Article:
PERSPECTIVE ON THE INDUSTRY

The fortieth anniversary of the launch of Sputnik was observed while this panel was in the midst of its activities. Satellites have come a long way since then. So has the general area of communications technology, which has been transformed from analog to digital. In the past few years, we have seen impressive growth in wireless communications for mobile voice, data, and paging. This has not gone unnoticed by the satellite business community. Satellites are ideally suited to provide mobile communications. Several new systems have been proposed to provide this service to customers located over the entire globe. The systems depart from the traditional GEO located satellites by including numerous satellites in a constellation located at LEO or MEO, often with on-board processing, switching and even intersatellite links. These systems are linked into the terrestrial communications network, requiring the establishment of innovative local partnering and financial relationships that make these constellations truly global. Table ES.2 lists the characteristics of the constellations of the principal, large, mobile satellite service providers. Not included in this table are the regional GEO satellites that will provide mobile services.

Table ES.2
Proposed New Global Satellite PCS Systems

Parameter

Iridium

Globalstar

ICO-Global

Ellipso

ECCO

No. of active satellites

66+6 spare

48

10 +2 spare

14 + 3 spare

11 + 1 spare

No. of satellites per orbit plane

11

8

5

2 inclined and 1 equatorial

1 (initially)

No. of orbit planes

6

6

2

4 and 6

11

Orbit altitude (km)

750

1,414

10,355

N.A.

8,040 equatorial

2,000

Orbit inclination

86.5

52

45

116.5°

0

Number of spot beams/satellite

48

16

163

61

32

Reported cost ($ billion)

4.7

2.5

4.6

0.91

1.15

The explosive growth of Internet traffic may have a profound impact on the future use of satellites. Satellites are now transporting this traffic and there is every indication that "you ain't seen nothing yet." The satellite industry has responded to this new market by proposing new systems designed specifically for the end customers. As in the case of satellite mobile communications systems, most of these systems involve multi-satellite constellations. Their seamless connectivity with the terrestrially dominated Internet requires new approaches to standards and protocols, which are discussed in chapter 4 of this report. These systems propose to operate at Ku, Ka, V and the mm-wave bands to meet the burgeoning demand for new spectrum and the high bandwidth required to provide these Internet services. Also under consideration is the use of optical links for space to earth and earth to space communications. Table ES.3 lists some of the new Ka-band systems that have been proposed to serve this Internet access market.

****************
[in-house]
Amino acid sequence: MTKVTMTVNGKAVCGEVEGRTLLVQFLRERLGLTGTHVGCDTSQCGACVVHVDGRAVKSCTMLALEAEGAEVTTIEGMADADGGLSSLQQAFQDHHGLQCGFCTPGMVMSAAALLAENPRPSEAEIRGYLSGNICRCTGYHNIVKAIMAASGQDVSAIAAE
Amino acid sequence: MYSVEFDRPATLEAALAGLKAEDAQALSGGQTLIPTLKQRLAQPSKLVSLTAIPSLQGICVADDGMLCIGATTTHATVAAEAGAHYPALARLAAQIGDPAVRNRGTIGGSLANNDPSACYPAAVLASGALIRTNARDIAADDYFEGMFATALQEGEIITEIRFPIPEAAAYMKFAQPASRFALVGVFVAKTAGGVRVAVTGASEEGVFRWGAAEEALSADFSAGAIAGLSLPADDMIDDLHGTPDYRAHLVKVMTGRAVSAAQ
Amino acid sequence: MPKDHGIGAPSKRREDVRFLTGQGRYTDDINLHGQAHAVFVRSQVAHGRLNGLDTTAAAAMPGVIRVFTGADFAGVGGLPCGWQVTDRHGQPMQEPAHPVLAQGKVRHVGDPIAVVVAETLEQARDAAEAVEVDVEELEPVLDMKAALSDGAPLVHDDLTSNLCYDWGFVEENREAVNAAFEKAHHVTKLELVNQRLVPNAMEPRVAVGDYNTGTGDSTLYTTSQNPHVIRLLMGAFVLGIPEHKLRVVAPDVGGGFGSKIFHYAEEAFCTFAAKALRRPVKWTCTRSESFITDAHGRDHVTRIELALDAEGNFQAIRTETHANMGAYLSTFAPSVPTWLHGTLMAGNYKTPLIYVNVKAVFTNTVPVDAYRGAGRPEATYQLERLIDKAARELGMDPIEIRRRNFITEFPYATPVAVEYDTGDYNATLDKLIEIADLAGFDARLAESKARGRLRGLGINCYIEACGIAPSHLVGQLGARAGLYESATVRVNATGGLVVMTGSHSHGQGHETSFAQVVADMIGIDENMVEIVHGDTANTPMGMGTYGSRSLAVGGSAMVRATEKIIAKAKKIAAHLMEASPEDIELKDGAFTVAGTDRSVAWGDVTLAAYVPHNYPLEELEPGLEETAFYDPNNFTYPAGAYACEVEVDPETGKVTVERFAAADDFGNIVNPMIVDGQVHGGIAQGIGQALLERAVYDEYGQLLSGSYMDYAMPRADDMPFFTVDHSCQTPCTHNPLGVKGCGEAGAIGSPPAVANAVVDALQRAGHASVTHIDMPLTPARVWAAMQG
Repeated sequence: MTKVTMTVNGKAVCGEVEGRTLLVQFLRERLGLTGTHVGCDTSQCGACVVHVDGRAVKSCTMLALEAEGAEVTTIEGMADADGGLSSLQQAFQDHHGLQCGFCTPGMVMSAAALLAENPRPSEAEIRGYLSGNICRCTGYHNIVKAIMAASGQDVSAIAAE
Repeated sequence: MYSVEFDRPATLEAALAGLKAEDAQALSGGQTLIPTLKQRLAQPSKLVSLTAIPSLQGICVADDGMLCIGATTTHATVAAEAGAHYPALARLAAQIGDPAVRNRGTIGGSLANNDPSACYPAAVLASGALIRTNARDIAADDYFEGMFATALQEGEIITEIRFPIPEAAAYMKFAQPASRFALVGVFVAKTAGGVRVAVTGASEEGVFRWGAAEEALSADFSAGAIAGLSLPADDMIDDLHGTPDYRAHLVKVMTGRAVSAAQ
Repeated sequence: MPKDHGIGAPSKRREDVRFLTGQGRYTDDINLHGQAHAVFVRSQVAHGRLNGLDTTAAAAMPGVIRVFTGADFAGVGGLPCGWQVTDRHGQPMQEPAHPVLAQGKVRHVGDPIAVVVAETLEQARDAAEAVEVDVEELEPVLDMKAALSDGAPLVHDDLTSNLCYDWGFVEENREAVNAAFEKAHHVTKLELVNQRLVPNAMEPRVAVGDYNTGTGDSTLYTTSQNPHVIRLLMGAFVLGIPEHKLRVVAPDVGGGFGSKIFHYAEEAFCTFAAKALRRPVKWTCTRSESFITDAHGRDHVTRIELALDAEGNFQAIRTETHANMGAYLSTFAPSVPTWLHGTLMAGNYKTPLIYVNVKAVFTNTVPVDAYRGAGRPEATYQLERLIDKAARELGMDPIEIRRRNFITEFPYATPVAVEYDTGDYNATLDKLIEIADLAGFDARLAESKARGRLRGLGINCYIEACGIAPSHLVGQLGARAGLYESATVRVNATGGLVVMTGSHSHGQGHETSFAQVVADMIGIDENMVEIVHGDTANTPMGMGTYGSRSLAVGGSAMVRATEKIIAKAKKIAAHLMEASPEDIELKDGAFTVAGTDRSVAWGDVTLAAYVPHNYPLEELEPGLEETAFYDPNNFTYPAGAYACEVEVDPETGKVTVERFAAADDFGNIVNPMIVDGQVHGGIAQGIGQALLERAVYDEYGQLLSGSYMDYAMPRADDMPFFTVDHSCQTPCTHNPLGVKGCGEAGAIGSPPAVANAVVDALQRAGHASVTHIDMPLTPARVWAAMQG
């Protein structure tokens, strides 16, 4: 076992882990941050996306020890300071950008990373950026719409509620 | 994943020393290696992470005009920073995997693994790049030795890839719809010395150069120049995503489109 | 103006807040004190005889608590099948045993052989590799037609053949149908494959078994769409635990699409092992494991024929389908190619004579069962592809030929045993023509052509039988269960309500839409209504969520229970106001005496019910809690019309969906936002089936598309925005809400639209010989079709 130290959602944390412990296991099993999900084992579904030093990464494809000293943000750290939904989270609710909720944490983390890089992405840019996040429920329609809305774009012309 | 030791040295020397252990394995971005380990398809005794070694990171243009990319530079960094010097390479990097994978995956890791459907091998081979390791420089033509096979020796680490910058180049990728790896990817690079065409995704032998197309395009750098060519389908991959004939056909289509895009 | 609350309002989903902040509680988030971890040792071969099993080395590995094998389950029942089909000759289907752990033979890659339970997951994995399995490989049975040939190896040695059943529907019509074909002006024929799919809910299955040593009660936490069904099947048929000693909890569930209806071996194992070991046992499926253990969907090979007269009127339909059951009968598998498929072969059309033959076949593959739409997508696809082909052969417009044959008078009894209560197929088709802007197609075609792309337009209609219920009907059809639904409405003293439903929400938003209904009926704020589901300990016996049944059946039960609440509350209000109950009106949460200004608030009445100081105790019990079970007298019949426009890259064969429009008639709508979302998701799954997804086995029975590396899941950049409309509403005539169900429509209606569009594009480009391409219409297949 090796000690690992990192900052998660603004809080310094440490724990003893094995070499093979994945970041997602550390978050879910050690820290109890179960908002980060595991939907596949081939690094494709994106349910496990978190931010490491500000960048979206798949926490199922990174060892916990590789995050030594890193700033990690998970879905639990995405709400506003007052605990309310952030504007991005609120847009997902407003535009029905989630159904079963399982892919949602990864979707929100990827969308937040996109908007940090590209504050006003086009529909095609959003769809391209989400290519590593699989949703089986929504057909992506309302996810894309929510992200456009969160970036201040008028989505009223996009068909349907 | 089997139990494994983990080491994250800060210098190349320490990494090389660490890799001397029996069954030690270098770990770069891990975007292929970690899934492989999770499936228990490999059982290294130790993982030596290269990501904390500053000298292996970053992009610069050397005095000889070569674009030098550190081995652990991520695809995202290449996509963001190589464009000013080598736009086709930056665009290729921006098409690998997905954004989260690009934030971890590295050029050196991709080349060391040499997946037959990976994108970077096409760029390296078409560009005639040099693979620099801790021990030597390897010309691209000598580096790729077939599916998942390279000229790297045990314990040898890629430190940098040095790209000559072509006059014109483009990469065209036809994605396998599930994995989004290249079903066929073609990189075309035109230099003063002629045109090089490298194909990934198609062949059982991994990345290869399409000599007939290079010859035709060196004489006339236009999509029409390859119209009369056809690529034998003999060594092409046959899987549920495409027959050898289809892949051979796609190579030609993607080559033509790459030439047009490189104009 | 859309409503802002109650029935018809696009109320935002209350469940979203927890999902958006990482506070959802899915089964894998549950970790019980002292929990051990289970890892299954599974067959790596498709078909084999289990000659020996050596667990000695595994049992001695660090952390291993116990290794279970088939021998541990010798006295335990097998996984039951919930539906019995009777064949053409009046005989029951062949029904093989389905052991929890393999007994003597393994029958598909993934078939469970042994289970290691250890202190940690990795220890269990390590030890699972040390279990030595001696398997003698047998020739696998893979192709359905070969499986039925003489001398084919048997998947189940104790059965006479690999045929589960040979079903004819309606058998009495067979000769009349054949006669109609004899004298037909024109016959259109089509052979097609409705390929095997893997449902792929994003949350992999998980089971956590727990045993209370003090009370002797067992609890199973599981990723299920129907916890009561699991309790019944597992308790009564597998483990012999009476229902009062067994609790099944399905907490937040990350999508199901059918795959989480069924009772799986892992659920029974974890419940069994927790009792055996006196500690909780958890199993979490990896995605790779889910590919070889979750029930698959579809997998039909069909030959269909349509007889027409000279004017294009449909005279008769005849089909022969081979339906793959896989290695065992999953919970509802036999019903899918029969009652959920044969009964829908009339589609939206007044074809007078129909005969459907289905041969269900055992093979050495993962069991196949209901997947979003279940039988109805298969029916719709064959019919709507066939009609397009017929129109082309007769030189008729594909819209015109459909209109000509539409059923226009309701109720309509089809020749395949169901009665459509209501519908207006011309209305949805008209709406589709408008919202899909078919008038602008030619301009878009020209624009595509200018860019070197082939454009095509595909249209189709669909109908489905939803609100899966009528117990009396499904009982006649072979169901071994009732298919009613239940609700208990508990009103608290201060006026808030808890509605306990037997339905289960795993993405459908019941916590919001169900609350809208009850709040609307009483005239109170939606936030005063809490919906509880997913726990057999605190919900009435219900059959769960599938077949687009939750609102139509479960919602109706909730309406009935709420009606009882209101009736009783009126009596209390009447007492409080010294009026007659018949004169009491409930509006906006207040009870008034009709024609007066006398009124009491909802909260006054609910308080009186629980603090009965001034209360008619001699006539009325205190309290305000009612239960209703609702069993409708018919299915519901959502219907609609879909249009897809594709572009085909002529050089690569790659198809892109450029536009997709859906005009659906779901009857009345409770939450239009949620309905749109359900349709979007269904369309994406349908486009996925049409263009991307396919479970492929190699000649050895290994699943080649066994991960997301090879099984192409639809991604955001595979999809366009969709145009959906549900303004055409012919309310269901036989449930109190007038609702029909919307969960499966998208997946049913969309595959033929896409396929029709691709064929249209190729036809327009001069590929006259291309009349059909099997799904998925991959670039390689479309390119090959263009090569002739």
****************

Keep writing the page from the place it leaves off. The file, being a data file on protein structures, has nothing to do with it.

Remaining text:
Both mobile and high data rate communications satellites have terrestrial competitors. The cellular industry is expanding rapidly all over the globe. Iridium will initiate service in the fourth quarter of 1998, Globalstar in 1999 and ICO in 2000.2 It will be interesting to follow their penetration into the mobile market. In the case of Internet access, several high data rate technologies are vying for this market, including xDSL, cable modems, wireless cable (TV), LMDS, MMDS, DEMS, and HALE platforms, in addition to satellites. To be successful it is important for satellite service providers to move rapidly to take advantage of a window of opportunity that may last for just a few years. If they do not, the terrestrial services will become so entrenched that it will be a challenge to acquire customers. In the event that the satellite systems do not provide broadband service in the next few years, a major question is, can these satellites services make an effective business by serving those customers that do not have ready access to the terrestrial Internet communications infrastructure? Hughes, with its DirecPC, is already in the high data rate Internet access market, with others to follow shortly.

Table ES.3
U.S. Licensed Ka-band Global Satellite Communications Systems

Company

System

Orbit

Coverage

No. of Satellites

Satellite Capacity (Gbps)

Intersatellite Link

Onboard Switching

Capital Investment ($ billion)

Lockheed Martin

Astrolink

GEO

Global

9

7.7

1 Gbps

FPS

4

Loral

Cyberstar

GEO

Limited Global

3

4.9

1 Gbps

BBS

1.05

Hughes

Galaxy/ Spaceway

GEO

Global

20

4.4

1 Gbps

BBS

5.1

GE Americom

GE*Star

GEO

Limited Global

9

4.7

None

BBS